Pain in the grass: Bermudagrass
Tackling bermudagrass in a residential lawn can be daunting. Learn more about the biology and management strategies.
Bermudagrass (Cynodon dactylon) is a perennial warm-season grass that was introduced to the state of Michigan. During the colder months, this grass goes dormant and turns brown. This combined with its slight blue to gray hue in the warm months and thick creeping stems (i.e., stolons, Photo 2) makes it stand out from our typical cool-season lawn species (i.e., Kentucky bluegrass, ryegrasses and fescues).
To confirm your weedy grass is indeed bermudagrass, peel back the leaf from the stem and look for a line of hairs at the base (i.e., hairy ligule) with shaggier hairs at the outer edges (Photo 3). Stolons will be thick and leaves will be variable in length from 2 to 6 inches, depending on the growing conditions (Photo 4). Seedhead production is rare under most mown conditions, but when allowed to grow, spikes that appear like fingers form, similar to crabgrasses but shorter (about 1 inch long, Photo 5).
Managing grassy weeds in a desired stand of grass presents several challenges due to similarities in biology, and this plant is no exception. Bermudagrass possesses the trifecta of reproductive tactics, using seed, stolons and rhizomes (underground stems) to spread.
Cultural practices such as irrigation, fertilizer use and increased mowing heights are not sufficient to control bermudagrass. Manual removal of bermudagrass may be possible for small infestations, however care is needed to completely excavate the area to ensure no rhizomes remain. According to research from Horowitz 1972, rhizomes can reach depths of approximately 18 inches, depending on the soil type. Many times, this is not feasible and herbicide treatments should be considered.
There are herbicides that can selectively suppress bermudagrass (i.e., keeping desired species), but none that can selectively eliminate it. Due to the intensity of the suppression applications, possible issues with product procurement and application, and the inability to achieve complete control, renovating the area is often recommended (see more on suppression at the end of this article). The systemic herbicide active ingredient glyphosate (e.g., Roundup Super Concentrate Weed and Grass Killer, among others) can be used to kill the area where the infestation occurs, though multiple treatments will likely be needed. This will cause harm to your desired grass and require reseeding after control is achieved.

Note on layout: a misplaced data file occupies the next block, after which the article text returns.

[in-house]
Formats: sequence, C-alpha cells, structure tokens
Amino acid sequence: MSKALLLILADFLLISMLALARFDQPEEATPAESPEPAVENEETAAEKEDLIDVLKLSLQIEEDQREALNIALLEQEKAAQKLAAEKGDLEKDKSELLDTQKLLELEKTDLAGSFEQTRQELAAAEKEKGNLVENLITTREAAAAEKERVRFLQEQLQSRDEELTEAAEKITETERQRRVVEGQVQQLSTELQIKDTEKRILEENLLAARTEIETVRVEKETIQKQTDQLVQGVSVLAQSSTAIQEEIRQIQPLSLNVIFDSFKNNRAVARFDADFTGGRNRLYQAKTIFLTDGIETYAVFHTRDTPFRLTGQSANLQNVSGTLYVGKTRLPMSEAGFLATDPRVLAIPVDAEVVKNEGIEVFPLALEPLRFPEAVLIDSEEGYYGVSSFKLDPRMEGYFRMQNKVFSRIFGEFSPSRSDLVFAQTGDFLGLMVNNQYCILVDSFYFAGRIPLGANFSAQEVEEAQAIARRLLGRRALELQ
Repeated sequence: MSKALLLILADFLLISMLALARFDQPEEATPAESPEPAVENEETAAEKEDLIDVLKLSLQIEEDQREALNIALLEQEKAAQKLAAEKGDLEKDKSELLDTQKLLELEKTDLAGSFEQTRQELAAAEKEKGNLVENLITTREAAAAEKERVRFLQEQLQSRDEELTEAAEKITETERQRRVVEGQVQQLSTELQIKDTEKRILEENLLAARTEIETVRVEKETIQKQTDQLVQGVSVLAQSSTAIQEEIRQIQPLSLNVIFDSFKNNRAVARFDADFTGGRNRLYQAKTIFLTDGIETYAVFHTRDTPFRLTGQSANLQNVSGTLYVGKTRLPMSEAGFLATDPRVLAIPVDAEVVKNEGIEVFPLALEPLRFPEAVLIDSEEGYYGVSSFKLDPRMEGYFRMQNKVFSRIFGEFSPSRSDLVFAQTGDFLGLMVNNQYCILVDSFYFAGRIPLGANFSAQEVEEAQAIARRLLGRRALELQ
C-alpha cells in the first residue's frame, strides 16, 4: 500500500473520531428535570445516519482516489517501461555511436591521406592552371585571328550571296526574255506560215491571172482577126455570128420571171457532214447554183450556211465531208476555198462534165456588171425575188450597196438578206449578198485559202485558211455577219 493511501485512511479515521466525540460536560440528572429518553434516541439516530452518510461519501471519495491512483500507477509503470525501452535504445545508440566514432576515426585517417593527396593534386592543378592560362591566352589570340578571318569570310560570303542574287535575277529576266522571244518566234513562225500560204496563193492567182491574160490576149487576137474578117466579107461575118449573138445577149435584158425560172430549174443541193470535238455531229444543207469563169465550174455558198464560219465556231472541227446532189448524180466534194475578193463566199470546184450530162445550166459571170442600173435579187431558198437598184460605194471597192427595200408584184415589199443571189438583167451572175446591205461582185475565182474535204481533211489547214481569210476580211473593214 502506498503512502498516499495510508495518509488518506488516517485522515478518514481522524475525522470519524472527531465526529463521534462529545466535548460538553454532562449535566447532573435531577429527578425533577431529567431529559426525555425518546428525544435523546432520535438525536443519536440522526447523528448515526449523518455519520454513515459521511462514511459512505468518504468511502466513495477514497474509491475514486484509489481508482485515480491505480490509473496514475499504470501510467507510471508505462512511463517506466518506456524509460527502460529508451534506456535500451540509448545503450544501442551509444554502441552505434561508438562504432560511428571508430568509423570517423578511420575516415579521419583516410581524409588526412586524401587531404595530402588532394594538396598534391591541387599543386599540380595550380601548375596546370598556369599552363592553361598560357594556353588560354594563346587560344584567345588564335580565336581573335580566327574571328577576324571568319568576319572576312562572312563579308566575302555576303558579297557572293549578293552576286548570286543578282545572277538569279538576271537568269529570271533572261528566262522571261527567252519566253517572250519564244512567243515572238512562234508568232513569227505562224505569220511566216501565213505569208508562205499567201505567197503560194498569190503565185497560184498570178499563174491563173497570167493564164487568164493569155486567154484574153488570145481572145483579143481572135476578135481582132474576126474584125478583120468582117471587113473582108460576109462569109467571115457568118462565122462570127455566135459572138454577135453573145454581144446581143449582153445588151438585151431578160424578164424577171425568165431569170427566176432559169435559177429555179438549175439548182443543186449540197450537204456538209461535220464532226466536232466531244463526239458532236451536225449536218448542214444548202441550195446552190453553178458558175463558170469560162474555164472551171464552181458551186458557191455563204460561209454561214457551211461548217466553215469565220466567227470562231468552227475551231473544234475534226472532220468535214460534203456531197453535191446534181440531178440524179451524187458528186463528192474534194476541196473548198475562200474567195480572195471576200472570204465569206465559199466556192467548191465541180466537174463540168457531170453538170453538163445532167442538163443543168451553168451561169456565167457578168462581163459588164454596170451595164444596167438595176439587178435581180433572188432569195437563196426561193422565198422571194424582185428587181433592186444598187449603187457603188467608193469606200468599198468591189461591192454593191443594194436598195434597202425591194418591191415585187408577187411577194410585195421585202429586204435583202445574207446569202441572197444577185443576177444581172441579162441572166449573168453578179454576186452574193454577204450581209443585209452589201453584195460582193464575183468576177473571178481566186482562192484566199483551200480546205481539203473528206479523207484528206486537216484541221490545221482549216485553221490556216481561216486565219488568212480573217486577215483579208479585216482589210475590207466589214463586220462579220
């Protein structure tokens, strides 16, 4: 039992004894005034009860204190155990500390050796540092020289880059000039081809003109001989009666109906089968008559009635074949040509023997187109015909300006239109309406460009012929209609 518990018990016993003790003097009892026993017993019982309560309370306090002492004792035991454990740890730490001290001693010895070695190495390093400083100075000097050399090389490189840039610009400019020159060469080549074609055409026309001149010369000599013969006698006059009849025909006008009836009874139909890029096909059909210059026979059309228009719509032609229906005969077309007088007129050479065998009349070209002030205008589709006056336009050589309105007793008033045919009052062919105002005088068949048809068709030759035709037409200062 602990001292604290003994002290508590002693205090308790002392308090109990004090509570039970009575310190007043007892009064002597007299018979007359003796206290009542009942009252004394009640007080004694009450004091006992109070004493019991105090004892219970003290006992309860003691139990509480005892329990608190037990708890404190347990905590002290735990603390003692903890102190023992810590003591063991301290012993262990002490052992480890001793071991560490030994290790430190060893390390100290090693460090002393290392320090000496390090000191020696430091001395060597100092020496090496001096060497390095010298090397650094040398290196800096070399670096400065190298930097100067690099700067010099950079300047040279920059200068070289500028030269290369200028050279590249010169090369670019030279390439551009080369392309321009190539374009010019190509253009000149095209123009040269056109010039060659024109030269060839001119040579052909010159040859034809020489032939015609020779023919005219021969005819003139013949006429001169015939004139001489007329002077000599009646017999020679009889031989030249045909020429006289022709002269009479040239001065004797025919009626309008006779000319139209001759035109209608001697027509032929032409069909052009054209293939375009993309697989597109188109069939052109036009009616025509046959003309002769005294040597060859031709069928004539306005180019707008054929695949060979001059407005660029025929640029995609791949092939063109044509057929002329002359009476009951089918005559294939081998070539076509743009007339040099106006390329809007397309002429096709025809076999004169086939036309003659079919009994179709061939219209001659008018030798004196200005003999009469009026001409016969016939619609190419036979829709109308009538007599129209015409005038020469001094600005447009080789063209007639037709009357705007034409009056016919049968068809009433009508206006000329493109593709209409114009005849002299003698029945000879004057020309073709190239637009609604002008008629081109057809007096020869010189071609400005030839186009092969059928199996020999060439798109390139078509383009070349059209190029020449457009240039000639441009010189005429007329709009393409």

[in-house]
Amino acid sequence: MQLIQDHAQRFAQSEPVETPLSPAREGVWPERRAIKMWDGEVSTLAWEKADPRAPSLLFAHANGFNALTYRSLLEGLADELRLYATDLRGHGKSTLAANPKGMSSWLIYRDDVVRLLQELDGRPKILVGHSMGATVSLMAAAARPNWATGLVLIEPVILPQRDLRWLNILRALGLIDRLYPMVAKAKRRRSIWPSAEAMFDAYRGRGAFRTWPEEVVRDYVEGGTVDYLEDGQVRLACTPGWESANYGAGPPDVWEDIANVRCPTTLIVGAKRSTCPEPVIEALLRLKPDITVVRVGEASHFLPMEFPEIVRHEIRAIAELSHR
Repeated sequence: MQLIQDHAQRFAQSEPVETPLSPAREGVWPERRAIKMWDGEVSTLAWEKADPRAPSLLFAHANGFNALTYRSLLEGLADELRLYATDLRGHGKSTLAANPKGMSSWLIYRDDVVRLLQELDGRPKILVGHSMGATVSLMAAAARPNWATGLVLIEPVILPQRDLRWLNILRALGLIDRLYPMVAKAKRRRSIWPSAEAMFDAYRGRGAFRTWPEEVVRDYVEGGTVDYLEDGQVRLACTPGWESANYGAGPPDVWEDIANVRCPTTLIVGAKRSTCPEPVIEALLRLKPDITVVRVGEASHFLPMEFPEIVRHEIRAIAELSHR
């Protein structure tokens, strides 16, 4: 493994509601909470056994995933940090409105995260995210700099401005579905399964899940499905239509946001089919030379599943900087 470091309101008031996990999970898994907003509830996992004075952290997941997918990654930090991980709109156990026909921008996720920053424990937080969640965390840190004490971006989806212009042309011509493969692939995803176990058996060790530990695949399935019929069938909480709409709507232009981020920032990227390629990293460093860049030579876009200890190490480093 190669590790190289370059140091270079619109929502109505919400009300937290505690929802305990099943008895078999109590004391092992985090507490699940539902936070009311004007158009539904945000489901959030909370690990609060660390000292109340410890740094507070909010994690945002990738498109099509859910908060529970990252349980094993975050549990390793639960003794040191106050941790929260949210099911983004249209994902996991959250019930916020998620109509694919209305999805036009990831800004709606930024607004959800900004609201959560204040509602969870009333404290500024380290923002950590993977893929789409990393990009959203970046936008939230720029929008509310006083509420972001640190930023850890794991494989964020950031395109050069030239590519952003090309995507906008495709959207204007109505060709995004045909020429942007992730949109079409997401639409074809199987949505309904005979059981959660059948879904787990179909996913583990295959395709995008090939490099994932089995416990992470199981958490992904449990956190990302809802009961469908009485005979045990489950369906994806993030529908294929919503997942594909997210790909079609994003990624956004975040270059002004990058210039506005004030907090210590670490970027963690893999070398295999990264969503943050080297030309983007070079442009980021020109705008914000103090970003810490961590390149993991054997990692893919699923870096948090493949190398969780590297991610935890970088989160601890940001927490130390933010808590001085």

When using products containing glyphosate, there are a few important points to consider. First, as with any pesticide, remember to read and follow all labeled instructions. Second, glyphosate is a broad-spectrum herbicide, meaning it will injure or kill other plants contacted during application, so care is needed to avoid green plant material, exposed roots and injured bark of desired plants. Third, glyphosate is relatively safe in the environment when used as labeled. It adsorbs strongly to soil in most cases (i.e., clay and organic matter), allowing replanting shortly after application; meaning no carryover issues are expected.
Fourth, glyphosate does not offer instant gratification. When used alone, it can take up to 14 days to show full activity under ideal growing conditions. Retreatment of the area will likely be needed depending on the degree of infestation (treating at intervals of three to four weeks). Glyphosate is most effective for perennial control (like bermudagrass) in the fall prior to frost, but can be applied anytime the plants are actively growing (temperatures consistently above 50 degrees Fahrenheit). Do not mow immediately before or after the herbicide application; the goal is to maximize the leaf area for herbicide absorption and minimize stress (counter intuitive).
Finally, be sure that the product chosen has only the active ingredient glyphosate. Products with additional active ingredients may cause antagonism (e.g., pelargonic acid and diquat), have other unwanted effects, and/or may delay the planting of other plants in the coming season(s).
After control has been achieved and the area is replanted, continue to keep an eye out for any new bermudagrass appearing and spot treat as necessary. Visit MSU Extension’s Home Lawns website for more information on lawn care from the MSU turfgrass team.
Regarding bermudagrass suppression, the Turfgrass Weed Control Guide for Professionals currently has a couple recommendations requiring multiple treatments applied at specific times. Consulting a reputable, local lawn care service would be advised. Note, only one of these tactics would be utilized, not both.
- Option 1
- Mix Acclaim Extra (active ingredient fenoxyprop) at a 28 oz/A rate with Turflon Ester Ultra or Triclopyr4 (a.i. triclopyr) at 1 qt/A.
- Apply every 28-35 days in late-spring and again in early-fall.
- Option 2
- Mix Pylex (a.i. topramezone) at 1.33 fl oz/A + Turflon Ester Ultra or Triclopyr4 (a.i. triclopyr) at 1 qt/A + methylated seed oil (MSO) 0.5-1.0% volume/volume.
- Apply every 21-28 days (maximum three applications) starting in late summer (i.e late-August to early-September).
To learn more about other weedy grasses that occur in lawns, visit the other articles in the Pain in the Grass series.
Thanks to Angie Tenney for reviewing this article.